Top stocks to short this week



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Over the past ten days, the Dow Jones (DJI) increased 30%. Nearly 16 million Americans have applied for unemployment, companies are losing billions, and the government is inflating the stock market. It's time investors take their money and run, or sell shares and start shorting. Here at financial movers, we're shorting. This is who's on our stock watchlist for the week.



Marriott (MAR)




As lockdowns continue and travel bans stay in place, don't expect the Marriott's revenue to go up.


“We’re now seeing revenue down 75% plus, probably I suspect nearing a 90% decline in the United States. And obviously at those levels there just isn’t any business in hotels,” said Marriott CEO Arnie Sorenson.


Last Thursday, shares of the company closed at $81.31. Shares gained 38% in less than a week since when they were priced at $58.88.


There's no reason for the increase in price, especially when the company's own CEO stated there's currently no business in hotels right now. Companies with quick gains can expect quick losses. Marriott is no exception and their stock should be seen as a great shorting opportunity.



Norwegian Cruise Line (NCLH)



We recently released an article urging financial movers to consider adding Carnival Cruise Line (CCL) to their portfolios. After the release of the article, CCL shares gained more than 50% over three trading days.


Carnival's share price rose after the Saudi Public Investment Fund announced they purchased over 8% of Carnival's shares.


After Carnival's price rose the rest of the cruising industry followed suit. Norwegian rode off Carnival's coat tails and Norwegian shares undeservingly gained 54% in less than a week. There are three reasons to short Norwegian this week:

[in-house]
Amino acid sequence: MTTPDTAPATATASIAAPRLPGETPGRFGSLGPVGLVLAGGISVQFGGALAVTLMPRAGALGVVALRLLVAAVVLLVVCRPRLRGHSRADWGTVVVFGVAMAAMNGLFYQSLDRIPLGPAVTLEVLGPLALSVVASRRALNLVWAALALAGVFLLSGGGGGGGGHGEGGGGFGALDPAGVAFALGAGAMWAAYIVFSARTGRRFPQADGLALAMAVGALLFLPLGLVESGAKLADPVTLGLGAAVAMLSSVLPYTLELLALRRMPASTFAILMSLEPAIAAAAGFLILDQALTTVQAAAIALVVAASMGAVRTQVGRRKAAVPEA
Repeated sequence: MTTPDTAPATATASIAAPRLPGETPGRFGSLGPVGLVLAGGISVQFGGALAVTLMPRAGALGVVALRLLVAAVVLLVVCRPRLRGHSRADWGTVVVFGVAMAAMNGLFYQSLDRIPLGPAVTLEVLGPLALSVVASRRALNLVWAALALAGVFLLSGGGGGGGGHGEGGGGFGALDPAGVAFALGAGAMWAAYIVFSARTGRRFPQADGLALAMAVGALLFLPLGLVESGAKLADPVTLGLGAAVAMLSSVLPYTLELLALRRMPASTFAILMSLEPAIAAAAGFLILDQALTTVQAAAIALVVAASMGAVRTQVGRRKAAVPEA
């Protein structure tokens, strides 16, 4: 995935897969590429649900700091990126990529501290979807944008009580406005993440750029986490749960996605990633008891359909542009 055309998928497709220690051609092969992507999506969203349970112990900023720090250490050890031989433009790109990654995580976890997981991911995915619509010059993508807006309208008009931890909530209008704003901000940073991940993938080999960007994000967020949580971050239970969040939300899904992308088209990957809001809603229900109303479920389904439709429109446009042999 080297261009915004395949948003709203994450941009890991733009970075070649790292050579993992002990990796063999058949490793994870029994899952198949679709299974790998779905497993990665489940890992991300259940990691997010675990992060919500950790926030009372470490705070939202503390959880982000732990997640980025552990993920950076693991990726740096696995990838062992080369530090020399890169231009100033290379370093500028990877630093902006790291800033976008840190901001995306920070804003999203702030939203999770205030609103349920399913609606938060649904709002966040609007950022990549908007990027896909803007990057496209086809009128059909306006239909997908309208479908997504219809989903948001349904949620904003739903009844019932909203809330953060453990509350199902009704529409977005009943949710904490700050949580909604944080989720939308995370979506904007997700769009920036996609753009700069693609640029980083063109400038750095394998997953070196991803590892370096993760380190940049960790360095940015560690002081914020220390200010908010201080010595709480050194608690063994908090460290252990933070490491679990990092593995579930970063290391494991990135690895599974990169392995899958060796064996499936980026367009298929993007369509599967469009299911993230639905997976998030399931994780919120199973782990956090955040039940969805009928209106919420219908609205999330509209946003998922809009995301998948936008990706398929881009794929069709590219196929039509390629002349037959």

1. Share prices are inflated. Anything that goes up, must come down. Shares can't sustain a 54% gain that occurs over five days. Share prices may not lose all 54%, but don't be surprised to see shares lose at least half of what they gained last week.

  2. Norwegian is facing legal problems. On March 11, 2020, the Miami New Times published "Leaked Emails: Norwegian Pressures Sales Team to Lie About Coronavirus."  Today, Pomerantz Law Firm has opened up an investigation on behalf of Norwegian shareholders. Between coronavirus and legal problems, financial movers aren't going to be investing in this sinking ship.

  3. After coronavirus peaks and lockdowns are lifted, there's still a full blown economic crisis going on. 16 million people and counting have applied for unemployment since the beginning of March. Vacations aren't a necessity and won't be the first thing consumers start buying. Norwegian will suffer coronavirus side-effects for months after the virus peaks.


The economy is getting worse


Corporations are losing billions and the stock market had its best week in over 40 years. A recent Goldman Sachs (GS) survey found that 50% of small business owners don't believe their business will make it through the crisis. It doesn't make sense that the stock market is increasing while businesses are closing and people are losing their jobs.


When things seem a off, they probably are.


See you on the short side, financial movers.


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DISCLAIMER: This article does not contain financial advice. Any and all market analysis is solely the authors opinion.